Streszczenie

In the second half of the 20th century, the Young Wave of Polish poets (the avant-garde poets born in the mid-1940s) clashed with Zbigniew Herbert (a member of the wartime generation, born around 1920) over generational differences. This dispute revolved around poetics (“plain speech” versus “classicism”) and subject matter: whether poets should deal with “contemporary times” meaning current events, especially focusing on politics, or whether they should rather invoke topoi of Mediterranean culture in order to view current events in the context of the permanent values of European culture. For Herbert, this was also a question of the writing strategy, as he felt that topicality should not dominate the interpretation of the poem and that poetry should survive past communism. Adam Zagajewski was chosen as a representative of the New Wave because his early clash with Herbert propelled him to the position of an adversary. Sadly, both Harbert and Zagajewski failed in their attempt at an exegi monumentum, as the educa- tion system of today has abandoned the classical tradition and many allusions to it are simply incomprehensible to today’s high school or even college graduates. Knowledge of recent history is not in demand either. Both poetics are unintelligible to a wider audience and in this sense they have failed.


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Instytut Literatury

Liudmyla Tarnashynska
How Terribly the Plow of History Plows... National and Cultural Identity In the Historiosophical Discourses of Lina Kostenko
DOI: https://doi.org/10.55159/tri.2023.0103.05
122 – 152
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Słowa kluczowe

time |personality |Lina Kostenko |history / historiography |past / future |tragedy

Streszczenie

In the poetry of the prominent Ukrainian writer Lina Kostenko, the category of “historical memory” is conceptualized in ontological and philosophical dimensions: her philosophical discourses on history and the nation are built on this foundation. By “trying on” eternity (with the manifest: “I am floating into life from eternity”), she comes to philosophical self-awareness and artistic reflection of history, with vivid and convincing motifs / collisions / concepts / plots / images. In her epic poems, she measures human existence throughout epochs through the triad of the dominants of humanity / nation / family, giving each of them nation-building meanings. Her time is always anthropological, with an expressive psychological “face”, heavy with tragedy and endowed with a potential for the future. Her lyrical pieces have the same temporal tint. Through an inte- gral conceptual sphere, in which the category of time remains fundamental (dramatic poems and ballads Skifska Odisseia [Scythian Odyssey], Marusia Churai, Berestechko, Duma pro brativ neazovskykh [A duma on brothers other than the Azov ones], Snih u Florentsii [Snow in Florence], and a number of poems), Lina Kostenko tries to embrace the temporal and anthropological paradigm of man-history-man with her artistic imagination, where the problems of individual and national identity are given primary importance. In this context of the historically conditioned formation of national and national-cultural identity, she unfolds her own idea of a person’s home within history, especially national history, while professing the principle of “simultaneity of non-simultaneities” (R. Kozellek) of a series of past events. The author examines certain “semantic circles” of the writer’s narrative, discovering new semantic historio- sophical projections that in Kostenko’s works eventually form a coherent, verified anthropocentric conceptual model of the decisive role of the individual in the historical progress of the nation, showing, with the help of artistic and figurative means, how she creates the historical and psychological canvas of past events / collisions / interpretations that set the direction for the future. At the same time, the author emphasizes that the poet always upholds the position of the artist’s ultimate accountability in the face of national history.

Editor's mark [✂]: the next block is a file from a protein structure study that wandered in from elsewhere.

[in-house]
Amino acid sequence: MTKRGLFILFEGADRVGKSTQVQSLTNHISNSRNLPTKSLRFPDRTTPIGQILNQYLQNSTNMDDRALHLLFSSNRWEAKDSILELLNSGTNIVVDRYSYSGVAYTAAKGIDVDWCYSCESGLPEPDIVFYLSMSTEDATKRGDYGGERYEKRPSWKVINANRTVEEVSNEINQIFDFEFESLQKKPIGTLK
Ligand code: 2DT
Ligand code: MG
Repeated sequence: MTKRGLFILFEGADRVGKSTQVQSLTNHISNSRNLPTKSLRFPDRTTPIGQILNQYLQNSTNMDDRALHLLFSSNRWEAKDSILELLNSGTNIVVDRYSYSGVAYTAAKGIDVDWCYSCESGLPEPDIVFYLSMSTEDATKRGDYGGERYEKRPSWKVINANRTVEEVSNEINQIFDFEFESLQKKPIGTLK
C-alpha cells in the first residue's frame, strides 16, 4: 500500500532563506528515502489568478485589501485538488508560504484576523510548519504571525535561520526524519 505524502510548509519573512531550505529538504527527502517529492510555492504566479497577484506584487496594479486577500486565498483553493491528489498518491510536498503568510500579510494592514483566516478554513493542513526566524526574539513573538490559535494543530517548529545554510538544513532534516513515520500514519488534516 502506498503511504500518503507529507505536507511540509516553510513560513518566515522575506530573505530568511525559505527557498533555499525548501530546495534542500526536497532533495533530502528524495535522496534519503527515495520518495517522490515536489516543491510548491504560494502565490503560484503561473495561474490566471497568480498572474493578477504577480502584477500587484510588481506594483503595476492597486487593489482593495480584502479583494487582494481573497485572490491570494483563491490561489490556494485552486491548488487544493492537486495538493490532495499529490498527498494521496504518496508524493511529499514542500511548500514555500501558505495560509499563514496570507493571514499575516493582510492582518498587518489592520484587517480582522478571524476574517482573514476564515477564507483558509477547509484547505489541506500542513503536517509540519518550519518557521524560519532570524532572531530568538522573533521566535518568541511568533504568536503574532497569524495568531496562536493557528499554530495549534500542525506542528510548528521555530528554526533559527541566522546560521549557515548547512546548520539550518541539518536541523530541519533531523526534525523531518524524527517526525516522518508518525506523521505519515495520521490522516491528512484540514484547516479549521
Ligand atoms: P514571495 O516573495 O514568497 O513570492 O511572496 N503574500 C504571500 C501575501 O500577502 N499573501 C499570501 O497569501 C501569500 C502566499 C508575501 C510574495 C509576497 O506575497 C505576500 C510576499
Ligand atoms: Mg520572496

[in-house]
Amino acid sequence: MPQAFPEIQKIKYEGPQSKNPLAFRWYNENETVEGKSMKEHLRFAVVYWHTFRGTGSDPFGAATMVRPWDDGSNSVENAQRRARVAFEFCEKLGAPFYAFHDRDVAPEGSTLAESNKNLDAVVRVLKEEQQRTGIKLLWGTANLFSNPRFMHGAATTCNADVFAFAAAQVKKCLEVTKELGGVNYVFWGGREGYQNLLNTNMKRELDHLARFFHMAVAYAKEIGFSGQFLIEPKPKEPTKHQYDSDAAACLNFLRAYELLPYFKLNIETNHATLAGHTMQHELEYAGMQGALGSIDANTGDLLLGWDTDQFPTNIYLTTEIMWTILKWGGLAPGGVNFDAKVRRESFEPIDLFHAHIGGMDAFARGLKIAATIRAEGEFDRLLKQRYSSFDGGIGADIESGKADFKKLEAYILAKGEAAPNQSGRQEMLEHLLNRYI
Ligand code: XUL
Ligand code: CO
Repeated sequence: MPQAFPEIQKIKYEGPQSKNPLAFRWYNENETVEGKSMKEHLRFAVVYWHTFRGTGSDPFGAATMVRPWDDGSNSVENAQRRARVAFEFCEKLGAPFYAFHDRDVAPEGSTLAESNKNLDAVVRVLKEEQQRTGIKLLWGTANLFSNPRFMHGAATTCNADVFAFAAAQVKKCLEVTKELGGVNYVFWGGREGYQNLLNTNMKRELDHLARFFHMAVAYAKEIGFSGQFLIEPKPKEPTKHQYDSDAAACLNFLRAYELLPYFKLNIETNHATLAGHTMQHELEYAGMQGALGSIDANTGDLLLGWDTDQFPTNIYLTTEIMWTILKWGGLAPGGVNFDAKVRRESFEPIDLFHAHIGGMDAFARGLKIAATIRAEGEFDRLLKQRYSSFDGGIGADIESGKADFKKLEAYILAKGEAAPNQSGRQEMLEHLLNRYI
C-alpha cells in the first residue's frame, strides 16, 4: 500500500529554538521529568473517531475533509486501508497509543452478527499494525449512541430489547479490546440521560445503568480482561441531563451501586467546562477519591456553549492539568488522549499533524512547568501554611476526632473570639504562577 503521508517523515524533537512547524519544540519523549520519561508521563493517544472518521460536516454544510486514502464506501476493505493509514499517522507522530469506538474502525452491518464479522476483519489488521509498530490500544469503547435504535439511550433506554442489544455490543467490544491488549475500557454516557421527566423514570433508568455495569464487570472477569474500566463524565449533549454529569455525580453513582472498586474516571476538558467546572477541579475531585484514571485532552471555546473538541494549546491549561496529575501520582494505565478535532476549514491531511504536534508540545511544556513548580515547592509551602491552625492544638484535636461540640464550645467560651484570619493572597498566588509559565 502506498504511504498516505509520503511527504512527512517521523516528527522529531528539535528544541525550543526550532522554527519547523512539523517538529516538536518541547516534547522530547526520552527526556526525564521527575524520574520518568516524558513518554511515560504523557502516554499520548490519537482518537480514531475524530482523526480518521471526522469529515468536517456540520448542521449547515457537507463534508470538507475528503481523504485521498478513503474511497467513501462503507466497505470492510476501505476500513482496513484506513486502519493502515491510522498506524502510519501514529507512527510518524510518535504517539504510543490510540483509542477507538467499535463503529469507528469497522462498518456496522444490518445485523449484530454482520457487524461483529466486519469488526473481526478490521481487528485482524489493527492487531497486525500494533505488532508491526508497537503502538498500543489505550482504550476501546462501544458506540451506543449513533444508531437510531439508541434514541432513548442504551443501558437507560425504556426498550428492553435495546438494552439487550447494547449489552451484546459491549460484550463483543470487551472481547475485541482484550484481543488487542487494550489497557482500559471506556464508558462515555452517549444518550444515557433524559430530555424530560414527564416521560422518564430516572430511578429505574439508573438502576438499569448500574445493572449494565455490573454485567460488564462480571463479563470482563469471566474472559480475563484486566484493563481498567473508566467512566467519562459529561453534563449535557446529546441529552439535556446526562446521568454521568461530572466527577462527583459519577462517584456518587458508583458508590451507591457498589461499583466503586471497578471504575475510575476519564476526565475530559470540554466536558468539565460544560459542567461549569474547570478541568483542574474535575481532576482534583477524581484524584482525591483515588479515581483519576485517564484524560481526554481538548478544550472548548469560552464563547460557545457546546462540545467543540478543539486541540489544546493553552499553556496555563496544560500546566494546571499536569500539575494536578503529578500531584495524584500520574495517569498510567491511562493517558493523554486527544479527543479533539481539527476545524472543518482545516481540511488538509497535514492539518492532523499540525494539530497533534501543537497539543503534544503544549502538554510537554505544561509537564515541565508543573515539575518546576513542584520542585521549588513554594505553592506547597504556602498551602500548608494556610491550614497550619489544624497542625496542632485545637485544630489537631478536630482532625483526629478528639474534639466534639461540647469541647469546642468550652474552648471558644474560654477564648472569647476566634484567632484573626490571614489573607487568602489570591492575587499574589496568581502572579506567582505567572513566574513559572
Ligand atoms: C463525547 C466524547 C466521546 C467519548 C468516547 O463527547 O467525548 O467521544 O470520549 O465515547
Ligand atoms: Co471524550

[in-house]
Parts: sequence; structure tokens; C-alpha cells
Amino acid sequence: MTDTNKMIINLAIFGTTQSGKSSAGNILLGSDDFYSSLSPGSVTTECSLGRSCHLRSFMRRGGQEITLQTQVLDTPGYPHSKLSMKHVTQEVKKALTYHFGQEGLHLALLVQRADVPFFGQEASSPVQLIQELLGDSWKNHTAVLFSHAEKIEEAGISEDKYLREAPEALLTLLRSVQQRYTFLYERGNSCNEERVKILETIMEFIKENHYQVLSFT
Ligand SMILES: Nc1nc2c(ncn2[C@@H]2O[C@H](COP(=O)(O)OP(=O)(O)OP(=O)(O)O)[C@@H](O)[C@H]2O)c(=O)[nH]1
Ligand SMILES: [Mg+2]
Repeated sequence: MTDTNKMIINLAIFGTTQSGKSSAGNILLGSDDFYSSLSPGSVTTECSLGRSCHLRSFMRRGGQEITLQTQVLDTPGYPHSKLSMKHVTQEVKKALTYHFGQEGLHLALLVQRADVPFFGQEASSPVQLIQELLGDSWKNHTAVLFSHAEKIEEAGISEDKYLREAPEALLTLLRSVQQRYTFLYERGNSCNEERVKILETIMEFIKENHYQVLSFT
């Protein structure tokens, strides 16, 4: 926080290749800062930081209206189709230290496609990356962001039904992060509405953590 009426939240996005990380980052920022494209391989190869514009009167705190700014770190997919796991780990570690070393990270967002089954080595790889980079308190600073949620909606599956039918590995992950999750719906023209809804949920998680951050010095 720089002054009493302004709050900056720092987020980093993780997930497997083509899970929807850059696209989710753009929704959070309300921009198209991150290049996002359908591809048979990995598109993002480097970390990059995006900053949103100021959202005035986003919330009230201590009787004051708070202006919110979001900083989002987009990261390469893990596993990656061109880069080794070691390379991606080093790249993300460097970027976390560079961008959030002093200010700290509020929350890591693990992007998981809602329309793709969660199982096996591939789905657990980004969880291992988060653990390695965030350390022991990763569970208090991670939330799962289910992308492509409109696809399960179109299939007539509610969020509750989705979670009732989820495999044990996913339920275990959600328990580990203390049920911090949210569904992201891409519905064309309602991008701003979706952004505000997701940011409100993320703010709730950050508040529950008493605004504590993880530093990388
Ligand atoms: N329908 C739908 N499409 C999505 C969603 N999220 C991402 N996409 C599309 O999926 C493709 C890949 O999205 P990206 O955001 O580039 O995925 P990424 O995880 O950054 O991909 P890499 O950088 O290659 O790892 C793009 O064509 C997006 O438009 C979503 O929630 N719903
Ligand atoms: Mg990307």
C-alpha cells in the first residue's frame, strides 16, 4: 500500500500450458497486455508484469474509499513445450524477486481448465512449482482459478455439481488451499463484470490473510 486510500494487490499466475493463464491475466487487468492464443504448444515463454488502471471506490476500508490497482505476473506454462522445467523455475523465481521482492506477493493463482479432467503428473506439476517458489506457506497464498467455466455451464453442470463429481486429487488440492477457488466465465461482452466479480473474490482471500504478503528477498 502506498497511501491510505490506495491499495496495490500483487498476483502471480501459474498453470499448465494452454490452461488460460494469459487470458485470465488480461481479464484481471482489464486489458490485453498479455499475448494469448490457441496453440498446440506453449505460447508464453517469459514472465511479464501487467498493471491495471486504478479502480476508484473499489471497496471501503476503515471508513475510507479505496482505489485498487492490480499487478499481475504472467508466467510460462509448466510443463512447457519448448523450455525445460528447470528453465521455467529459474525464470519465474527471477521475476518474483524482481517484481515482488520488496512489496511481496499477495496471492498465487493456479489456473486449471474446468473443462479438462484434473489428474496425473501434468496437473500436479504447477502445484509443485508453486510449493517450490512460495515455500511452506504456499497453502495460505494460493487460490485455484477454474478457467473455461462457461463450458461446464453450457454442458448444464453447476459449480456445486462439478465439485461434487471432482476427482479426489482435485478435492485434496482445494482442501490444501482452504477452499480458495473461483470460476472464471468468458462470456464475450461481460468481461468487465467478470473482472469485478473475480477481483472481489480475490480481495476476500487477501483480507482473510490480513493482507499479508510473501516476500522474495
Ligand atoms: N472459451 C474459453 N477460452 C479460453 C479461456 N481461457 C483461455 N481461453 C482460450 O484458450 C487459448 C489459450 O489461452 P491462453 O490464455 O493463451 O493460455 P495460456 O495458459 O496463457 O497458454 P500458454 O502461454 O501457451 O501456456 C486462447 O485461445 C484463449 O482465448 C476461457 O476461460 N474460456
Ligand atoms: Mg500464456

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Narodowa Akademia Nauk Ukrainy

Dorica Boltașu
The Resemantization of Historical Symbols in the Romanian Poetry of the 1960s–1980s
DOI: https://doi.org/10.55159/tri.2023.0103.06
153 – 172
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Słowa kluczowe

ideology |literature |communism |censorship |neo-modernism |aesthetic autonomy |Ana Blandiana |Marin Sorescu |poetry with historical subject-matter |Romania

Streszczenie

In Romanian culture, in the 1960s–1980s, communist totalitarianism went through various stages (Eugen Negrici, 2003, 2019); poets varying in style and creative instincts were active in a social and political context influenced by several factors varying in intensity such as the censorship constraints, party ideology, the resumption of cultural exchanges and translations from great works of world literature, the promotion of aesthetic autonomy, etc. Obviously, the main battle pitted aesthetics against ideology. Throughout this period, poetry was largely ideology- and propaganda-tinged and its themes changed from one decade to the next, moving from the pro-Soviet enthusiasm, which glorified Stalin while criticizing the “corrupt” West in the 1950s, to the tributes paid to the “beloved leaders” Nicolae Ceaușescu and Elena Ceaușescu, in the 70s and 80s. Such poems used significant figures in Romania’s national history to legitimize the new leaders.